The transition period after an acquisition can disrupt employees’ sense of stability and confidence in the company. Workloads increase and roles shift. Employees are expected to adapt to new procedures, processes and policies but may lack the support they need to grow with the fast-paced changes.
Without open communication, employees end up working with new supervisors or bosses that know next to nothing about their goals or track record. After an acquisition, some 30 percent of employees are sadly determined to be redundant.
Now is the time to encourage these employees to see this change as advantageous to revolutionize their career and resume by remaining with the company. Here is how you should address new employees after a merger and acquisition, focusing on culture, communication and connection.
When one company acquires another, the culture of the acquired business typically gets swallowed similarly to Pac-Man gobbling up the Pac-Dots and a few of those pesky ghosts, too.
Think of the dots as the bullet points of positive work culture existing in the acquired business. You want to keep those. You want to get rid of the ghosts. You do not want bad policies, rumors and resentments to haunt the forward motion of the business after the acquisition. At the same time, you have to choose one culture. You can also acquire the positives of the culture while making improvements for the acquired employees according to their feedback.
Do not leave employees out of the loop. Co-create a new culture together or risk breeding distrust. Around the time the deal is finalized, you should also create a solid communication plan.
The essential component of a successful transition is active listening. Any post-M&A communication plan should contain an employee survey, but lines of communication must extend beyond a few keyboard strokes and fill in the blank questionnaires.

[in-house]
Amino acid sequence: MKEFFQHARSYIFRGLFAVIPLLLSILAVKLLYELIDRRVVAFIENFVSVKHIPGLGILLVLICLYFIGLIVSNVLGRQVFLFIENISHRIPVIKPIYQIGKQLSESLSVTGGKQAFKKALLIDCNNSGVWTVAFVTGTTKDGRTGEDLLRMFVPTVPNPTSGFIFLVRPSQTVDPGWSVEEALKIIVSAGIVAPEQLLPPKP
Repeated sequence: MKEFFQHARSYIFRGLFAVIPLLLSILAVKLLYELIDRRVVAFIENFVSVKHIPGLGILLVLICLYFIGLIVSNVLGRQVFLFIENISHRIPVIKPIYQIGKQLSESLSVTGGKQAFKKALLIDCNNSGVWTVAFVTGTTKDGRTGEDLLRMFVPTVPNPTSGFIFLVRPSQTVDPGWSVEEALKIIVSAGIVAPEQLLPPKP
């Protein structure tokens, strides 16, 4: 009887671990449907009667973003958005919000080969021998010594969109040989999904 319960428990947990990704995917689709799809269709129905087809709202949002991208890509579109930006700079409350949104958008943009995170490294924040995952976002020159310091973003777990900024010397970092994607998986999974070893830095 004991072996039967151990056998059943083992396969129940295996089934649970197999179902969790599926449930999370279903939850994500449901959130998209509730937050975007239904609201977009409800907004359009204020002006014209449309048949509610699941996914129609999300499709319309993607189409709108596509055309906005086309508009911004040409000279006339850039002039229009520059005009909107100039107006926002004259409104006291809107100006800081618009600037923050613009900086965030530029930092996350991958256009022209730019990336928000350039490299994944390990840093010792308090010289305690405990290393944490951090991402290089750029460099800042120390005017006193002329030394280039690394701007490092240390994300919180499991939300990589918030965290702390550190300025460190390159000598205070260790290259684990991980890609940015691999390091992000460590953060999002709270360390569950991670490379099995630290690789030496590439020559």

Concerns and questions will continue throughout the transition. Prompt and frequent communication is necessary. Acquired employees must know that their opinions and expertise are valued. You also receive important data that helps you to guide these employees to business goals and projects that are meaningful and valuable for all, reducing the risk of turnover. Checking in during the transition will help you check the “temperature” of the budding work culture. Acquired employees will feel heard and valued and build trust.
So, what do you put on an employee survey? On a ten-point scale of completely disagree to completely agree, you may include statements such as:
- I clearly understand the reasons for the acquisition, and these reasons were effectively communicated to me.
- I know how and where to locate information and educational resources regarding the acquisition.
- I have seen coworkers come together to make this transition successful and support each other.
- Outside departments collaborate with our team positively and effectively.
- My workload is reasonable for my role during the transition.
- I feel included in decisions that affect my role and the future of the company.
- I am confident in completing my duties and in the training and support that I am receiving.
- I feel secure in my role.
Along with the survey, include basic support information about performance reviews, benefits, compensation reviews and any changes to time off. Supply a timeline with specifics.
You will gain a sense for how the employees feel about the future of their roles. Supervisors should check back in with their team and make adjustments accordingly. At this time, you can signal that growth opportunities are on the horizon to offer reassurance.
Most importantly, cultivating a sense of connection will offset the potential adverse effects of an acquisition. Employee responses and open lines of communication will reveal details and data that you can optimize for future success, direct from your best asset — the company talent.
Provide on-boarding, team building, career training and recognition systems for acquired employees. Offer up ways for all employees to bond and form a connection with each other.
During transition, acquired employees are left wondering if their position will still be relevant. Will they be recognized for their past and future successes or become just another cog in the corporate machine? Will they be accepted?
During the transition after a business acquisition, addressing your acquired employees’ basic needs is essential to construct a foundation of confidence and trust. Focus on culture, communication and connection to create a positive experience.
Schedule a consultation with Sun Acquisitions today for assistance in forming an M&A communication plan, and ensure a smooth and successful transition.